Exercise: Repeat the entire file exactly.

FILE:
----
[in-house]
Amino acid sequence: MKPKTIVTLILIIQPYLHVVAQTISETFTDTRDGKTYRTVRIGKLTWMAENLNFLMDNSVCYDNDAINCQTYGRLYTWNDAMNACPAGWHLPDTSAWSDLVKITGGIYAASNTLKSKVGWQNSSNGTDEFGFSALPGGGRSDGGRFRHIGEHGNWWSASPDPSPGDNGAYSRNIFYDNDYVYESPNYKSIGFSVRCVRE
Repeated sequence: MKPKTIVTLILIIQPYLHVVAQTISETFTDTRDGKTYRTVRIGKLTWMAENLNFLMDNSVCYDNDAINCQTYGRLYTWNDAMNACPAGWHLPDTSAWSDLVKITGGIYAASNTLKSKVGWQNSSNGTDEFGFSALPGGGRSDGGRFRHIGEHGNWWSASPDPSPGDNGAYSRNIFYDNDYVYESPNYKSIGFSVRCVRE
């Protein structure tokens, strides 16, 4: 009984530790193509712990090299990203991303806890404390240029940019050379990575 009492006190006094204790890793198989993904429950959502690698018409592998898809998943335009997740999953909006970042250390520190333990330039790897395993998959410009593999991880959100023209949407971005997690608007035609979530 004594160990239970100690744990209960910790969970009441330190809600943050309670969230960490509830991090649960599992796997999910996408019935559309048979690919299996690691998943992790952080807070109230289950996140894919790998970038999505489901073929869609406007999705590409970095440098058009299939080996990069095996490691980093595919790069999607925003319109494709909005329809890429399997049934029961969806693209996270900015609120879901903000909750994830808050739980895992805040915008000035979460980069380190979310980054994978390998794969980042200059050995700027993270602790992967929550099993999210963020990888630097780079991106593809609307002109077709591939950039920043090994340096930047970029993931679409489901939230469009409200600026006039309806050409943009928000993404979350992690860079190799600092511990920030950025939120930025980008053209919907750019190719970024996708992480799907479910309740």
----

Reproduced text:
[in-house]
Amino acid sequence: MKPKTIVTLILIIQPYLHVVAQTISETFTDTRDGKTYRTVRIGKLTWMAENLNFLMDNSVCYDNDAINCQTYGRLYTWNDAMNACPAGWHLPDTSAWSDLVKITGGIYAASNTLKSKVGWQNSSNGTDEFGFSALPGGGRSDGGRFRHIGEHGNWWSASPDPSPGDNGAYSRNIFYDNDYVYESPNYKSIGFSVRCVRE
Repeated sequence: MKPKTIVTLILIIQPYLHVVAQTISETFTDTRDGKTYRTVRIGKLTWMAENLNFLMDNSVCYDNDAINCQTYGRLYTWNDAMNACPAGWHLPDTSAWSDLVKITGGIYAASNTLKSKVGWQNSSNGTDEFGFSALPGGGRSDGGRFRHIGEHGNWWSASPDPSPGDNGAYSRNIFYDNDYVYESPNYKSIGFSVRCVRE
């Protein structure tokens, strides 16, 4: 009984530790193509712990090299990203991303806890404390240029940019050379990575 009492006190006094204790890793198989993904429950959502690698018409592998898809998943335009997740999953909006970042250390520190333990330039790897395993998959410009593999991880959100023209949407971005997690608007035609979530 004594160990239970100690744990209960910790969970009441330190809600943050309670969230960490509830991090649960599992796997999910996408019935559309048979690919299996690691998943992790952080807070109230289950996140894919790998970038999505489901073929869609406007999705590409970095440098058009299939080996990069095996490691980093595919790069999607925003319109494709909005329809890429399997049934029961969806693209996270900015609120879901903000909750994830808050739980895992805040915008000035979460980069380190979310980054994978390998794969980042200059050995700027993270602790992967929550099993999210963020990888630097780079991106593809609307002109077709591939950039920043090994340096930047970029993931679409489901939230469009409200600026006039309806050409943009928000993404979350992690860079190799600092511990920030950025939120930025980008053209919907750019190719970024996708992480799907479910309740």